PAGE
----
Optimizing atof and strtod in MSVC 2008

I recently wrote a text parser for Wavefront OBJ files and once I got it all up and running, I was surprised by the performance. I tend to be somewhat performance conscious when writing code so after realizing I had somehow created the slowest OBJ parser known to man, I was perplexed. It was taking 20 seconds to load the Stanford Bunny (4.83MB as an OBJ file with exported normals).

When parsing a 3d mesh from an OBJ file, it is optimal to collapse equal vertices into an indexed list. This is one of the more complicated steps so my suspicion was that something went wrong there. I was using a hash table to do the comparisons so it should have been fast. I disabled that section of code, and timed the load again. It barely affected the result.

Another common pitfall when parsing files is getting stalls from seeking through the file itself. I had already taken that into consideration and just loaded the whole thing into memory for processing. I was out of ideas and decided to profile the load and see what I had done wrong. I learned that almost all of my time was spent in strlen which was a big red flag considering I never even called strlen during my entire load.

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Loading the Stanford Bunny

I decided to get a little framework set up that would let me play around with some graphics code. As a result, I decided that step one would be to get everyone's favorite test model, the Stanford Bunny, loaded and rendering. I'd never actually used the bunny or any of the other Stanford models before so after a little research into where to access them and what format they were in, I came up with a "pipeline" for loading them into my application. I wouldn't call it a great solution, but it worked pretty well for getting something up and running to play with.

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Constraint Relaxation IK in 2D

titleInverse kinematics (IK) solvers often become mathematically intensive or computationally expensive with long kinematic chains or when functioning in higher dimensions. I am going to cover an approach to solving IK that is easy to understand, handles any number of joints, and is easy to implement in any dimension. We will walk through a two dimensional example and I'll present sample code to perform the algorithm.

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Cyclic Coordinate Descent in 2D

When performing inverse kinematics (IK) on a complicated bone chain, it can become too complex for an analytical solution. Cyclic Coordinate Descent (CCD) is an alternative that is both easy to implement and efficient to process. We will discuss the algorithm works at a high level, followed by a two-dimensional example and sample code.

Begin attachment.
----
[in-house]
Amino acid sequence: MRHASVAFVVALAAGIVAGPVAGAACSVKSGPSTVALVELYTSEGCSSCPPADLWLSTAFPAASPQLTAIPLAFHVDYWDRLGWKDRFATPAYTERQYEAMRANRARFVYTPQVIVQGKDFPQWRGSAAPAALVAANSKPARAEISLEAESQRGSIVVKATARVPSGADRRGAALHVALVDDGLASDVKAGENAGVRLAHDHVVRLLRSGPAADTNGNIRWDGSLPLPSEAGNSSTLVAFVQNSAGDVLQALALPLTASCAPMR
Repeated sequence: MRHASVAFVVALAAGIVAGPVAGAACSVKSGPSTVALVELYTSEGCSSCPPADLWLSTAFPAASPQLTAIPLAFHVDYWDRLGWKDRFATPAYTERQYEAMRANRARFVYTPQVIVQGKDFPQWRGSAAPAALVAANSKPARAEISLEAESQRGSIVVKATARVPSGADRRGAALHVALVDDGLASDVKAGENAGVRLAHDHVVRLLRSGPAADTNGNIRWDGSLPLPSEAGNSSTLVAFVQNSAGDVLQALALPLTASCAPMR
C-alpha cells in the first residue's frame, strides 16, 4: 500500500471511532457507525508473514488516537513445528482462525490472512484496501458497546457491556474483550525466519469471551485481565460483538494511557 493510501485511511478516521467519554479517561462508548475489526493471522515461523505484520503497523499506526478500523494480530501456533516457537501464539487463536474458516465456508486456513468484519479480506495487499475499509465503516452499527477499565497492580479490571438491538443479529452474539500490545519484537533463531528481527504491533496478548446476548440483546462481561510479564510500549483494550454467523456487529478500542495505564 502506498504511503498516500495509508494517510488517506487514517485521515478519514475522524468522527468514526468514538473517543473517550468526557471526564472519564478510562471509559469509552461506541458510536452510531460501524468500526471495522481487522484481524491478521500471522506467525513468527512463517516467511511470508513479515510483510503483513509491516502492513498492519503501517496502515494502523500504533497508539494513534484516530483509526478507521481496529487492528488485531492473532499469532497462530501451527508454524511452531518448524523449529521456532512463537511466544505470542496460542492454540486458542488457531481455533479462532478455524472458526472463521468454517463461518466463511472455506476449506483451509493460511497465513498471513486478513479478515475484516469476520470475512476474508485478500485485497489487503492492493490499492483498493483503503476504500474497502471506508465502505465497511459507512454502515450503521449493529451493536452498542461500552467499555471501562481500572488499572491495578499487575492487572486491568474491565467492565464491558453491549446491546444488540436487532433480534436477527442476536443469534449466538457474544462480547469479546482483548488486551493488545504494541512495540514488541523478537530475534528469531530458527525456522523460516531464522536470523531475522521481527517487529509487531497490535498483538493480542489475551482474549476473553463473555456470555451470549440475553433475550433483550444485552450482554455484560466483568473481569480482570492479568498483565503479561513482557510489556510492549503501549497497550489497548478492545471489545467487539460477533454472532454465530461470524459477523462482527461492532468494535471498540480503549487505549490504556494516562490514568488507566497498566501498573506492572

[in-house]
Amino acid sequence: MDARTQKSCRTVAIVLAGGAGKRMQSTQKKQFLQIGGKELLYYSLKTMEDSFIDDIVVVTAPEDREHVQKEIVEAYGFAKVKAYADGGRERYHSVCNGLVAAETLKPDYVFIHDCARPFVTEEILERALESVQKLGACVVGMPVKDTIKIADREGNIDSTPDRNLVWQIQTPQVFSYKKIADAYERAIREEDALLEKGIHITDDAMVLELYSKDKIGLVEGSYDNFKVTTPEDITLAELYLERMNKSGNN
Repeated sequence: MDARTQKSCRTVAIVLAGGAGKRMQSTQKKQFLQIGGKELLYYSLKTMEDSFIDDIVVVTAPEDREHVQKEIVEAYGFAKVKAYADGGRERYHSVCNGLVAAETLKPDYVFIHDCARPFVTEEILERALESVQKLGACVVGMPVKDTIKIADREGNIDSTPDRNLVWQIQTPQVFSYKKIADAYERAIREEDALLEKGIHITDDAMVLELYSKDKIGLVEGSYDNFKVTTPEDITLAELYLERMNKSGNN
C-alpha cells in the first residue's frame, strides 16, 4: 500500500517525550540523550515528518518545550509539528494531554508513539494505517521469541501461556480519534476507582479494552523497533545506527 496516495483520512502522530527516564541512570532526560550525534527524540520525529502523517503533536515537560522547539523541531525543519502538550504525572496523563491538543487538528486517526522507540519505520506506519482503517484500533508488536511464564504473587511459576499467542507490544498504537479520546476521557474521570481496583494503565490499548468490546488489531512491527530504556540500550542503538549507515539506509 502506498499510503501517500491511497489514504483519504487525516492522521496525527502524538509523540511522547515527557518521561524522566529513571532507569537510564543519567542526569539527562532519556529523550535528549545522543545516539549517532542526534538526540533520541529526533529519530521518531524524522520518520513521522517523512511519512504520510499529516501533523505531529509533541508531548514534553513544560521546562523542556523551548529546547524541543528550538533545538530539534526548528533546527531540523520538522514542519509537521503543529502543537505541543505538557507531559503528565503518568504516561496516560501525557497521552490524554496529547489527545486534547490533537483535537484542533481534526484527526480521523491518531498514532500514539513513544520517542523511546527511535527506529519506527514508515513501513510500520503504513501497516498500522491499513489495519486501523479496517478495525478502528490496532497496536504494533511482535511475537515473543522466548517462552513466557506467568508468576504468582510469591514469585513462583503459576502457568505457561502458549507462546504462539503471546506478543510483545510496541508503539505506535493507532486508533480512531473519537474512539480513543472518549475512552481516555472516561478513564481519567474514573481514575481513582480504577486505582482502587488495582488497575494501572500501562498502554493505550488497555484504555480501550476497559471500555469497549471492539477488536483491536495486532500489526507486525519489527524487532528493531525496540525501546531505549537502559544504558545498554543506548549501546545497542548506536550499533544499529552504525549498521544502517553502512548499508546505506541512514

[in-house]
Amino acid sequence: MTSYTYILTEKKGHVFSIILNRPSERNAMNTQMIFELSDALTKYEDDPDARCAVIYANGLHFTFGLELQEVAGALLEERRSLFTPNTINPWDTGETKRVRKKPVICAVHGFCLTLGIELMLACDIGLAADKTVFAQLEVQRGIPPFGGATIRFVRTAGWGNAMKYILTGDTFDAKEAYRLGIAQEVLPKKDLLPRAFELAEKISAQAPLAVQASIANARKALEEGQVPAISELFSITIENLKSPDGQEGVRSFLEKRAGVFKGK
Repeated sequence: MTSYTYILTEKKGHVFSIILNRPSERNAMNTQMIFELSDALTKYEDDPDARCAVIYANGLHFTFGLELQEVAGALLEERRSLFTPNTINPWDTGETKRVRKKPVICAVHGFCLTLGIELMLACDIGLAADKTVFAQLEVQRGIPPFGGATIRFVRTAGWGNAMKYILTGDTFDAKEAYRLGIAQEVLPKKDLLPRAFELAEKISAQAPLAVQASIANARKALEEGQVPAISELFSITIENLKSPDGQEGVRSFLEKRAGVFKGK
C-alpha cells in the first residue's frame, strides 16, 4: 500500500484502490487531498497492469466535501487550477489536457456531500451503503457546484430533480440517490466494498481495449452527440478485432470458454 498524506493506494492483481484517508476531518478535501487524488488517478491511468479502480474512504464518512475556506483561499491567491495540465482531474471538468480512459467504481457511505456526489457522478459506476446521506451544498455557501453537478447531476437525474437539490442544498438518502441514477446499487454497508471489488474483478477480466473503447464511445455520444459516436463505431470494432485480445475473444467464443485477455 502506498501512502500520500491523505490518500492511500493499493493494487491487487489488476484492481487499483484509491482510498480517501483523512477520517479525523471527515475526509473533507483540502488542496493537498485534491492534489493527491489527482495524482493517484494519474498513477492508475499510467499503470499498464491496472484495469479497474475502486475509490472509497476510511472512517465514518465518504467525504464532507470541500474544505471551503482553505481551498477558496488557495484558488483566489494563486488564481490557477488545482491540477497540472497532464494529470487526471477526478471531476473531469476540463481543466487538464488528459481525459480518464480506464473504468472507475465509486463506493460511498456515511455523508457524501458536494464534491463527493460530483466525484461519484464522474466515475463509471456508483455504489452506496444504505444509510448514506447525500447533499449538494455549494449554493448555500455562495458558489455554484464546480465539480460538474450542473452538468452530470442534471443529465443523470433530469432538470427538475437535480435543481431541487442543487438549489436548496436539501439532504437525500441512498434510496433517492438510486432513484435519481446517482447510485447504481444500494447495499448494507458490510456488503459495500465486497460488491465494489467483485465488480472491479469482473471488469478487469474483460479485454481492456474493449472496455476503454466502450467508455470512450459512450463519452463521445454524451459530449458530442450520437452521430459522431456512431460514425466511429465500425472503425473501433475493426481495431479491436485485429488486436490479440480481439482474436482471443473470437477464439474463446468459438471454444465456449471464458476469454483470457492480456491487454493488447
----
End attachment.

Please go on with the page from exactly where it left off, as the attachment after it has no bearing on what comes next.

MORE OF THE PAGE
CCD solves the IK problem through optimization. Looping through the joints from end to root, we optimize each joint to get the end effector (tip of the final joint) as close to our target as possible. This loop is then repeated until we find a solution or we reach an iteration limit. You can download the RJ_Demo_IK application and source code to see an interactive implementation.

You might also be interested in the following articles on different IK solvers:

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DISQUS for Joomla

In the process of getting my new Joomla! based website up and running, I wanted to add a comment system [Note: My website no longer has a Joomla! backend]. As usual, every free option available had it's own quirks. Some had visual issues, some didn't support threaded replies, and some had conflicts with other Joomla extensions I was using. I ended up liking the DISQUS comment system for Joomla! v1.1 by JoomlaWorks. It integrates the free comment management system, DISQUS, into a site's articles. While I did have to tweak my site template a bit to prevent its JavaScript generated content from drawing over my footer, it covered the rest of my needs.

After testing out the plugin for a while, I started to notice a large issue. Anytime an article was viewed with a different URL, it ended up using a different comment thread. In Joomla!, articles can be seen under different URLs for a number of reasons including changing search engine friendly (SEF) URL settings, recategorizing an article, changing your menu, or viewing an article split into multiple pages. Dissapointed to find yet another problematic plugin, I decided to find the root of the problem and fix it.

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